Okay, when I called this “Brining Back the Gut”, I was not talking about my waistline after the Holiday carb orgy…although I’ma TRY not to do that, this year, though self-deception gets harder every day.
No, this “gut” is the German form, pronounced “Goot“, which translates as “good“, as in the official slogan – Schmecht Gut (“Make it Good“) – of the brilliant Cedar Springs Brewing, of…you guessed it, Cedar Springs. Which is in Kentucky, Georgia, Michigan, Missouri, Ohio, and Texas, not to mention the Cedar Springs Historic District, in South Carolina, composed of three buildings: the Stagecoach Inn, The Frazier-Pressley House, and The Cedar Springs ARP Church. God Bless Wikipedia.
With all due respect to all those other fine Cedar Springses, we’re talking today about Cedar Springs, Michigan, a small town about 20 miles north of the better-known beer nexus of Grand Rapids and just south of the metropolis of Newaygo. If you find yourself driving north on Michigan Route 131 and pass the Muskegon Street/17 Mile Road exit you’ve missed it and it is not that hard to do. (although why you would be doing that is unclear, as there is nothing much up past Cedar Springs but even smaller towns and the upper end of Lake Michigan) To find CSB, you gotta pay attention and really want some fantastic German-style beers. And you’re damned sure going to find that at 95 North Main Street Northeast.
A benignly odd and whip-smart guy named David Ringler is the driving force behind Cedar Springs Brewing. As with a surprising number of humans I REALLY like, I have never once met David in person. I “met” him before he opened CSB, when he was running a Facebook page called “Bavarian Air Force“, which I think he may still dabble with, between making staggering Pilsners and jaw-dropping German regional lagers. I began to notice that, every time I read one of his posts, I agreed with it. This is indescribably rare, as I am a cranky old bastard and unashamed of that. David has that lovely tinge of jaundiced realism that is one of my fondest memories of my time living in the Midwest; a mostly sunny attitude coupled with a clear-eyed acceptance that life and a LOT of our fellow citizens either are or occasionally impersonate total idiots. David is my spiritual cousin, at least, or maybe even brother, though I hesitate to hang that burden around anyone’s neck, even my actual brother, Dave Body. David specializes in level-headedness and I admire that. I’ve been level-headed once in my entire life and that was graduation day at U. of Maryland, while I was wearing the mortarboard. Not once since, but I like it when I see it.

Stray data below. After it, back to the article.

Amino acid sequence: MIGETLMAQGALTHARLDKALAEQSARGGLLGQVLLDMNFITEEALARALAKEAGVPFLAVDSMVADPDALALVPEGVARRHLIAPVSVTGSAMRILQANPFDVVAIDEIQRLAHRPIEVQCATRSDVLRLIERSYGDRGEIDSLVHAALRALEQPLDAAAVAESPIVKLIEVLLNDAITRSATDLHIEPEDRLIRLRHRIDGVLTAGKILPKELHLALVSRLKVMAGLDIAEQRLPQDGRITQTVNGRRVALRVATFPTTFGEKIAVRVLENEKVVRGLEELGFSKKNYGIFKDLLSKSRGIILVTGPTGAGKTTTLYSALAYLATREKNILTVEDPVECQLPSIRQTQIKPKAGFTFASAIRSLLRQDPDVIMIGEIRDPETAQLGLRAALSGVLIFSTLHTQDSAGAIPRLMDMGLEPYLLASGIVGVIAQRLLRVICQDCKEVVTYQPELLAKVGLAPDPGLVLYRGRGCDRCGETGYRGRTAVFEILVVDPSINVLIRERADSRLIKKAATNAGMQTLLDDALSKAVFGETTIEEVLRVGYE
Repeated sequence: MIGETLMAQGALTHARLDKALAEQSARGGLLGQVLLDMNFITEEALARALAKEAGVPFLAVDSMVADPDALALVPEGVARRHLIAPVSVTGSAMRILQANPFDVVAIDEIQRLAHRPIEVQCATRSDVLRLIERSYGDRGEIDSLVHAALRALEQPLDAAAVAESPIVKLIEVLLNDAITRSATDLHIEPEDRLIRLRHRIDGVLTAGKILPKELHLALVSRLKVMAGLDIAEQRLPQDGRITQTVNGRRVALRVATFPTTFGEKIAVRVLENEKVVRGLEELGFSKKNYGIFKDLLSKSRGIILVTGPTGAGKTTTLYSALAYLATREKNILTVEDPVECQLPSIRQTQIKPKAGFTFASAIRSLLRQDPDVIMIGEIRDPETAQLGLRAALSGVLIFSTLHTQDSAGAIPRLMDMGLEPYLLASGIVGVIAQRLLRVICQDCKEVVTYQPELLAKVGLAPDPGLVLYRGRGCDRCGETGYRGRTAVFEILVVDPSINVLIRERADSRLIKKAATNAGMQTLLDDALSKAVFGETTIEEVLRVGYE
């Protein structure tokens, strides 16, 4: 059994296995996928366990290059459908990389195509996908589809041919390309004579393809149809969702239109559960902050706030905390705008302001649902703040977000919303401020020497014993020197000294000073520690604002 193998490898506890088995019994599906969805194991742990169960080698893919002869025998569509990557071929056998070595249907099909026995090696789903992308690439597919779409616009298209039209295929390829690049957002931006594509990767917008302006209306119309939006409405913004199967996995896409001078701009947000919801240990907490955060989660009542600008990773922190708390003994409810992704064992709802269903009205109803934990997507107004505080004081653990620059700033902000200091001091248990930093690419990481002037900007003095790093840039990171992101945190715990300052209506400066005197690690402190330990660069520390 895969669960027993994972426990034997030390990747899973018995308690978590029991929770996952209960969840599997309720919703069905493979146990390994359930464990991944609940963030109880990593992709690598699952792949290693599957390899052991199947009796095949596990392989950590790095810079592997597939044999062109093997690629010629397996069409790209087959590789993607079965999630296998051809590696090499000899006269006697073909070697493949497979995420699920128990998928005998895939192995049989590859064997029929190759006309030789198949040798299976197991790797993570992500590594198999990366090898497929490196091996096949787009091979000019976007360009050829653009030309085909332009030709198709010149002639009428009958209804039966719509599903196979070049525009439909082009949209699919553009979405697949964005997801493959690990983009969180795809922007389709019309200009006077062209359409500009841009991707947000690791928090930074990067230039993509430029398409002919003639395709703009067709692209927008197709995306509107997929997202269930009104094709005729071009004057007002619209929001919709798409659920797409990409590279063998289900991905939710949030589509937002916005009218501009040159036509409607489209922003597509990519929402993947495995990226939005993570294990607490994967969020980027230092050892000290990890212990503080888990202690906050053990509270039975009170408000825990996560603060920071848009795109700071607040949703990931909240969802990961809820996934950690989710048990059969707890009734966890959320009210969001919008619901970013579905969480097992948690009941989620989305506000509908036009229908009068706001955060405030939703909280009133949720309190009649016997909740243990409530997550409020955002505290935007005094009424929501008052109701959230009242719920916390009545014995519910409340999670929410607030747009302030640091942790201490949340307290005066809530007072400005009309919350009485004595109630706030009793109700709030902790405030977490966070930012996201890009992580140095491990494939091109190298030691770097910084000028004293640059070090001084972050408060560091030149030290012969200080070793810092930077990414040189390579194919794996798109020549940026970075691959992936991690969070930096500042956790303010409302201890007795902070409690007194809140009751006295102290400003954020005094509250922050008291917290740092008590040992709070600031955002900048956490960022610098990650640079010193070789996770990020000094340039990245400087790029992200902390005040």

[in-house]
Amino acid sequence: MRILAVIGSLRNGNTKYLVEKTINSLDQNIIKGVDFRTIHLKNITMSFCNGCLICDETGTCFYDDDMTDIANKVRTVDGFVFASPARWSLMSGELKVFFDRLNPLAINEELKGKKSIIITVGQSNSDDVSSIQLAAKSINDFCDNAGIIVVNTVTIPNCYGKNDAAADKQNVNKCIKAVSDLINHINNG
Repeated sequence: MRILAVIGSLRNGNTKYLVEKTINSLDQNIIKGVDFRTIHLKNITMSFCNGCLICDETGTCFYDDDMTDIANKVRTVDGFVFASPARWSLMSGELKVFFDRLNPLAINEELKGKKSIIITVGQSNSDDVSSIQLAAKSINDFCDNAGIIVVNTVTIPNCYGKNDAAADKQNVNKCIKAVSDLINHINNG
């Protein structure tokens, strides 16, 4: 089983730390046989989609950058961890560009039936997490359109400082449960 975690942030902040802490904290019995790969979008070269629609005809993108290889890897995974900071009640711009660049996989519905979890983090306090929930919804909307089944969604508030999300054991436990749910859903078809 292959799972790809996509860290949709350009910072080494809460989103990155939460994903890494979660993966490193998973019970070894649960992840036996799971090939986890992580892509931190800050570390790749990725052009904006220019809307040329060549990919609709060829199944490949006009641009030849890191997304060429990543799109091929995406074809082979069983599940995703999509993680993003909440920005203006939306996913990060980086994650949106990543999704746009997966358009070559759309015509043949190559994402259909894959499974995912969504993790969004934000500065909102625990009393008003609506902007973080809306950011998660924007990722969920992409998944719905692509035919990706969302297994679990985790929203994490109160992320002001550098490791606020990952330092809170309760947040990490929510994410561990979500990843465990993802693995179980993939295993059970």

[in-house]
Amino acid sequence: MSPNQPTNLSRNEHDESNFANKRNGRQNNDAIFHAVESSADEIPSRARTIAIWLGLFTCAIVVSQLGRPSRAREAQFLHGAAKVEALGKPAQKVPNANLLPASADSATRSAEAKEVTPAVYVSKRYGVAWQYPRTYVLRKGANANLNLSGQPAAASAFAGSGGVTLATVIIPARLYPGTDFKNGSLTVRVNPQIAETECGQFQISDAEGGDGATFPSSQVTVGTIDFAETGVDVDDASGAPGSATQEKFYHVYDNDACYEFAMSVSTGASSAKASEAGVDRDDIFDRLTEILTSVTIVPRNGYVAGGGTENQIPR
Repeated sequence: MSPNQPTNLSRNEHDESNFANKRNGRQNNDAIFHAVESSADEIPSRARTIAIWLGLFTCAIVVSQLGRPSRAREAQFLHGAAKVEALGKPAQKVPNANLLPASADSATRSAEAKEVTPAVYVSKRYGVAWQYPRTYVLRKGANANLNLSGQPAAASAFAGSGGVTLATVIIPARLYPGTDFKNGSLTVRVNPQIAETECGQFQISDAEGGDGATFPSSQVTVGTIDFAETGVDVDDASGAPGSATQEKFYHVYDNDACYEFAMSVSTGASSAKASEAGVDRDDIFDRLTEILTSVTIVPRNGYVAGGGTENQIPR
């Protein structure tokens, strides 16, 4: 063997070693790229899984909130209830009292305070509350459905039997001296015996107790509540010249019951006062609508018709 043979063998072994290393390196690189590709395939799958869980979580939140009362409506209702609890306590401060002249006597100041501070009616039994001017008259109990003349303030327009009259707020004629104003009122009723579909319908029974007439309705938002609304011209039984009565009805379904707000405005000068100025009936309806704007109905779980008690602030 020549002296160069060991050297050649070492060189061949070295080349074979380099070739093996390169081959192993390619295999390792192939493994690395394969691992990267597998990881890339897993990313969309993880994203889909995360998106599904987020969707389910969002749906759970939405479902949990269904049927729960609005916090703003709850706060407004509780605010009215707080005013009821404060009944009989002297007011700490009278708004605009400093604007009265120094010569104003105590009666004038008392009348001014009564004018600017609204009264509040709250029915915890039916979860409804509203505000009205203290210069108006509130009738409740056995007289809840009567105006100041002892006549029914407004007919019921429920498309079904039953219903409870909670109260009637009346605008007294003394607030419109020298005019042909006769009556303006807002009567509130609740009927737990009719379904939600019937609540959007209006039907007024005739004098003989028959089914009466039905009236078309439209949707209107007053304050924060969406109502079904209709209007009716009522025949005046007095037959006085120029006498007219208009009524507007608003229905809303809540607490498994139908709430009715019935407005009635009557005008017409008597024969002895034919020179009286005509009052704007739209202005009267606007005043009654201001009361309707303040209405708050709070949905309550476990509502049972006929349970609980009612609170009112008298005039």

David has twice sent me containers of his beers. Once, just after CSB first opened, back in 2013, and what was in the bottles was kinda shockingly good, which was not all that surprising, as David had already learned brewing and German styles in particular. David was born in Grand Rapids and later went to school in Kalamazoo, about the time Bell’s Brewing was revving up, and later worked in the beer and hospitality industries, so he had CSB scripted even before the doors opened. Those first beers arrived at my door unlabeled, as CSB had not even really started packaging stuff, at the time. As Judye and I tasted them, we both expressed shock at how polished and flavorful they were, especially as compared to some of the lagers we had tried at some of our local, Seattle-area breweries.
About six months ago, David fired off another sudsy salvo that landed on my doorstep, again mercifully intact. This time, they were in cans and had labels and, as we drank the first one, the Cedar Springs Brewing “Küsterer” Bohemian Pils, both of us went a tad slack-jawed. Back in 2013, in this area, there were maybe six or eight craft Pilsners available. Now, there are easily fifty. This was different from and FAR better than anything we’ve tasted. It was more complete, a lot more purely flavorful, had better body, was redolent of the wheat in the grain bill, was a bit cloudy so as not to strip the grains, as is almost always done to American Pilsners, which many brewers feel have to look as much as possible like Bud or Coors to appeal to our US palates. Typically, David was less concerned with “like Bud or Coors” and “US palates” and more with “Schmekt Gut“.